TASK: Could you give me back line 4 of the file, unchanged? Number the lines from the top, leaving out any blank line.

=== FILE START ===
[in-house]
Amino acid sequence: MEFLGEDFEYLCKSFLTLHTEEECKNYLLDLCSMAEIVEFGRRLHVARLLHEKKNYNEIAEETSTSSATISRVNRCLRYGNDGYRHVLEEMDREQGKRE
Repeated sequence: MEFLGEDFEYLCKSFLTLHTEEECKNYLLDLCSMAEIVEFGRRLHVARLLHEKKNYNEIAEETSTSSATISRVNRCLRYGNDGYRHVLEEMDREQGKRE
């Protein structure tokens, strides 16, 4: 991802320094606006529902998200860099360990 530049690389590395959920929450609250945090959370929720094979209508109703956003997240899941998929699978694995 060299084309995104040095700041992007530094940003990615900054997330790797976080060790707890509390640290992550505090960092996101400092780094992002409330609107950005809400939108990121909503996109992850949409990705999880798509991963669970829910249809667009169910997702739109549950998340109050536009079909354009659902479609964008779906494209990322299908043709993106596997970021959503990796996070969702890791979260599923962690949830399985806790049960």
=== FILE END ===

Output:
């Protein structure tokens, strides 16, 4: 991802320094606006529902998200860099360990 530049690389590395959920929450609250945090959370929720094979209508109703956003997240899941998929699978694995 060299084309995104040095700041992007530094940003990615900054997330790797976080060790707890509390640290992550505090960092996101400092780094992002409330609107950005809400939108990121909503996109992850949409990705999880798509991963669970829910249809667009169910997702739109549950998340109050536009079909354009659902479609964008779906494209990322299908043709993106596997970021959503990796996070969702890791979260599923962690949830399985806790049960």